73. van Wagenen WP, Herren RY (1940) Surgical division of the commisural pathways in the corpus callosum. Relation to spread of an epileptic attack. Arch Neurol Psychiatr 44:740–759CrossRefGoogle Scholar
  74. Waxman SG (2003) Clinical neuroanatomy, 25th edn. McGraw-Hill, New YorkGoogle Scholar
  75. Wheless JW (2011) Chapter 70: vagus nerve stimulation therapy. In: Wyllie E (ed) Wyllie’s tratment of epilepsy: principles and practice, 5th edn. Lippincott Williams & Wilkins, PhiladelphiaGoogle Scholar
  76. Wilfong AA, Schultz RJ (2006) Vagus nerve stimulation for treatment of epilepsy in Rett syndrome. Dev Med Child Neurol 48(8):683–686CrossRefPubMedGoogle Scholar
  77. Wilson DH, Reeves A, Gazzaniga M (1978) Division of the corpus callosum for uncontrollable epilepsy. Neurology 28(7):649–653CrossRefPubMedGoogle Scholar
  78. Wong TT et al (2006) Corpus callosotomy in children. Childs Nerv Syst 22:999–1011CrossRefPubMedGoogle Scholar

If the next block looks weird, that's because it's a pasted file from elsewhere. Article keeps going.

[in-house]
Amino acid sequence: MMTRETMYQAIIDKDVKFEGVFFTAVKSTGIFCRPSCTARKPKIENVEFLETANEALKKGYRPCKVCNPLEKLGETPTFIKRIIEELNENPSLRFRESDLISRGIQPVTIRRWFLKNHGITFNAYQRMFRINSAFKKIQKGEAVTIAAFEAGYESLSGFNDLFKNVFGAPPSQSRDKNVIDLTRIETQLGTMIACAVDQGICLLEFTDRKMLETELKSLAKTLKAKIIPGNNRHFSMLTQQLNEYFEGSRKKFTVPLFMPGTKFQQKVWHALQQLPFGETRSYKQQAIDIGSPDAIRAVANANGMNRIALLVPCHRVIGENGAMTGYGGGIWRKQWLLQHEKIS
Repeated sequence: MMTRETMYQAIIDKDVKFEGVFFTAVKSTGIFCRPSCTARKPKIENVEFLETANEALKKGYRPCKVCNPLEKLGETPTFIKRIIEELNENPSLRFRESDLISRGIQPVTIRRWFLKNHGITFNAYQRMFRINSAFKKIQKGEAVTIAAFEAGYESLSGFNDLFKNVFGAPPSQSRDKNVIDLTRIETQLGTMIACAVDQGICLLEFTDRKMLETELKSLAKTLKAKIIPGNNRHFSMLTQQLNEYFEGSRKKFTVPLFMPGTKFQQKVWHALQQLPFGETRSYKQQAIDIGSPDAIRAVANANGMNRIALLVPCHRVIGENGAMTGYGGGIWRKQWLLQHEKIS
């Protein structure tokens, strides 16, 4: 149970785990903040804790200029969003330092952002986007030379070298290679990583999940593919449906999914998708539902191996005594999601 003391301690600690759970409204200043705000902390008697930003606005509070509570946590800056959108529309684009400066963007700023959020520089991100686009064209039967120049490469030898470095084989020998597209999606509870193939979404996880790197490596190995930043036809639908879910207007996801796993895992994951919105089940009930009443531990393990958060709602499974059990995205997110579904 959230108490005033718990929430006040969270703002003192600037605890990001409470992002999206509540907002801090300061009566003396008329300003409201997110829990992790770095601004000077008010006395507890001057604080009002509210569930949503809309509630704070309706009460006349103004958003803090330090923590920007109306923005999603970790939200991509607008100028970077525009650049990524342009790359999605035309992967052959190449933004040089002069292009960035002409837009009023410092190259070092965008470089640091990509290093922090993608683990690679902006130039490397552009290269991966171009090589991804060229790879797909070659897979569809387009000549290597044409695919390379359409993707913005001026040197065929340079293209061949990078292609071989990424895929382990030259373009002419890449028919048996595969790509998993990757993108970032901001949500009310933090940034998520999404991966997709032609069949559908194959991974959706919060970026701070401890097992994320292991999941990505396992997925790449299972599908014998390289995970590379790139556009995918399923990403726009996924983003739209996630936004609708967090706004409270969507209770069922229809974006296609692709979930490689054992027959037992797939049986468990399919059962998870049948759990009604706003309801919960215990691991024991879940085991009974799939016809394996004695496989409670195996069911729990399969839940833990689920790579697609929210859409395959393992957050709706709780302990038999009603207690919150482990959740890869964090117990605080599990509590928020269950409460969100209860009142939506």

79. Wu JY et al (2006) Magnetic source imaging localizes epileptogenic zone in children with tuberous sclerosis complex. Neurology 66(8):1270–1272CrossRefPubMedGoogle Scholar
  80. Zabara J (1985a) Peripheral control of hypersynchronous discharge in epilepsy. Electroencephalogr Clin Neurophysiol 61:s162CrossRefGoogle Scholar
  81. Zabara J (1985b) Time course of seizure control to brief repetitive stimuli. Epilepsia 26:518Google Scholar
  82. Zabara J (1992) Inhibition of experimental seizures in canines by repetitive vagal stimulation. Epilepsia 33:1005–1012CrossRefPubMedGoogle Scholar
  83. Zanchetti A, Wang SC, Moruzzi G (1952) The effect of vagal afferent stimulation on the EEG pattern of the cat. Electroencephalogr Clin Neurophysiol 4:357–361CrossRefPubMedGoogle Scholar

Authors and Affiliations

  1. 1.Florida Hospital for ChildrenOrlandoUSA

Section editors and affiliations

  • James Thomas Rutka
    • 1
  1. 1.The Arthur and Sonia Labatt Brain Tumour Research CentreThe Hospital for Sick Children, The University of TorontoTorontoUSA

Personalised recommendations